Taking the High Road with High Street
Imagine, for a moment, that you are 12-years-old. You and 449 other students are herded into the school gymnasium where a six-member band, decked-out in neon zoot suits and fedora hats, is playing decade hit songs from 1940’s “In the Mood” to Bruno Mars’ latest hit, “Uptown Funk.” Your hands and feet involuntarily move with the beat. Before you know it, you’re playing an inflatable guitar, wearing an Elvis mask with sunglasses, and you’re the star of the show.
High Street Band has performed at more than 250 school assemblies over the years. It’s a passion of theirs. “The one thing that we have tried to engender with kids is a love for music,” says Matt Summers, the band’s lead singer. “Every musician, at one point in their life, was inspired by a vocalist belting-out a song or a drummer tearing it up. That’s the effect we want to have on kids.” And indeed they do. Their approach to music education is just as unorthodox as their suits, demonstrating how a jazz C chord on a keyboard transforms into a C7 guitar chord with a single note change, and suddenly BAM—it’s a James Brown song. “When we play ‘I Feel Good,’ we tell the teachers, ‘Okay, you’re the only ones that know the 1960s and ‘70s dances, so get on up and dance.’” Matt doesn’t let anyone off the hook. Everyone from teacher to principal to office staff dances the boogaloo, the jerk, the twist—and they really get into it. “You can see these kids thinking to themselves, maybe my teacher is pretty cool, after all.” Then the unforgettable happens: High Street instructs the students to shout out “we love you” to the teachers. It’s music to their ears, causing tears of joy to well up in their eyes. Afterwards, they express their gratitude to the band. “That was beautiful to hear them say. It made my year.” In the four days before the Festival, 12,000 local elementary and middle school students and their teachers will share the same experience.
This year, Providence Medford Medical Center is partnering with Southern Oregon Music Festival (SOMF) to fund the assemblies. High Street, a tireless supporter of SOMF’s commitment to Music Education, states that “SOMF’s leading the way by making music accessible to students who cannot afford it, while giving us a platform to help them do that.” Other supplemental programs, like SOMF’s annual Instrument Donation drive, has collected over 200 used and new instruments since its inception in 2011. Each instrument’s condition is assessed by Duane Hess, owner of Tom’s Guitars in Medford. Those needing repair remain at his shop (with grants covering the costs for those repairs). The rest are distributed according to wish lists submitted to SOMF by Jackson and Josephine County School District representatives. SOMF’s Leave a Legacy campaign encourages individuals to donate their instruments. One woman alone donated 82 instruments that she had stored away, hoping to put in the hands of young musicians. “The idea is,” explains the Festival’s Executive Director, Dennis Ramsden, “each instrument brought someone tremendous joy at one point in time, but now it’s just sitting in a closet, getting dusty or rusty. Why not pass along that joy for someone else to experience?”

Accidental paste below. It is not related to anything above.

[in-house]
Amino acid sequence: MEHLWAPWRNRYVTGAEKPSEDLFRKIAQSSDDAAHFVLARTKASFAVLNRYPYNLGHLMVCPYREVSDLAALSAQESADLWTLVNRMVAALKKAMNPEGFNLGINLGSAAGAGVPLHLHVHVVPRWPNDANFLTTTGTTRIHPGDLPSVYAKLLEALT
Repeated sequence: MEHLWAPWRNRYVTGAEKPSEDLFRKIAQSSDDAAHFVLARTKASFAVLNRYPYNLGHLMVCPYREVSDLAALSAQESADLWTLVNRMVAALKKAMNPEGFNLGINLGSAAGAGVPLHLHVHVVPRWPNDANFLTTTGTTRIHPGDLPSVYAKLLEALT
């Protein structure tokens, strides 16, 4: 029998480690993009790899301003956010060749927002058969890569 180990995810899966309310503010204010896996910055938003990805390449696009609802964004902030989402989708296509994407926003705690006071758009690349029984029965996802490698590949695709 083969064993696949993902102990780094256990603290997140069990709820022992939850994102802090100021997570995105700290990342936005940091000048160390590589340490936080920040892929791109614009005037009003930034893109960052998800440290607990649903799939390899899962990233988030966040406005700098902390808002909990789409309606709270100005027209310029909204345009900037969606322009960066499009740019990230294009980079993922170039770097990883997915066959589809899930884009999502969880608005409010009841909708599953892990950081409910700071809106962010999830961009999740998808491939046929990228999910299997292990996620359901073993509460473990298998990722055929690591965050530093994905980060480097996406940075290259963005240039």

Drummer Bruce Wehler and saxophonist Steve Goff couldn’t agree more. They both started with used instruments. “When I was a sophomore in high school, my parents bought me a 1956 Selmer Mark VI alto sax. I still play that sax,” Steve reveals. Then Bruce adds, “I still use my vintage Rogers drums sometimes when we play. It’s my secondary set.” What’s really wild is that after 20 years of playing together, this is a revelation to everyone. Matt quips, “And I still use the same voice I had in grade school!” This is just a sampling of the levity High Street brings, which may explain why they’re so popular with SOMF’s audiences. “I think the thing that makes our band successful is that there’s no ego. That’s hard to find. We’ve all been in bands that fall apart because someone didn’t get enough solo or face time,” says Steve. “We also have Matt, who has a gift with audiences.” And Matt loves a challenge. Who else could get a bunch of Microwave Engineers or every male member of The World Potato Congress to dance? “Well, we are from Idaho,” Matt jokes. When he sends Steve onto the dance floor playing his sax in his bright pink suit, you can’t help but get pulled-in. “Whether we think we played great or not, it really doesn’t matter. What matters is: was it fun for everyone in the room? That’s our goal, a higher goal than any other band I’ve ever been in.”
After being energized by the assemblies, High Street will take the stage Friday afternoon, October 2, kicking-off the first of seven sets they’ll perform during the three days of the Festival with their unique brand of fun. For the remainder of the school year, SOMF will pick up where High Street left off, providing classroom instructors, private music lessons, and musical instruments for all grade levels at Jackson and Josephine County Schools. Individual guitar lessons are also offered at Central Medford High School and the Medford 549C School District Classroom at the Jackson County Juvenile Detention Center, inspiring wayward youths to make better choices. When asked what else High Street would do to improve the Music Education Program, they chime in unison, “Make it bigger. We’d love to tour schools full-time.” It’s just that rewarding. Best of all, Festival admission is free for children under 12 and student discounts are offered up-to age 23.
To donate a used musical instrument, call 866-448-1948. To purchase tickets to see High Street and the rest of the Festival bands, visit somusicfest.org.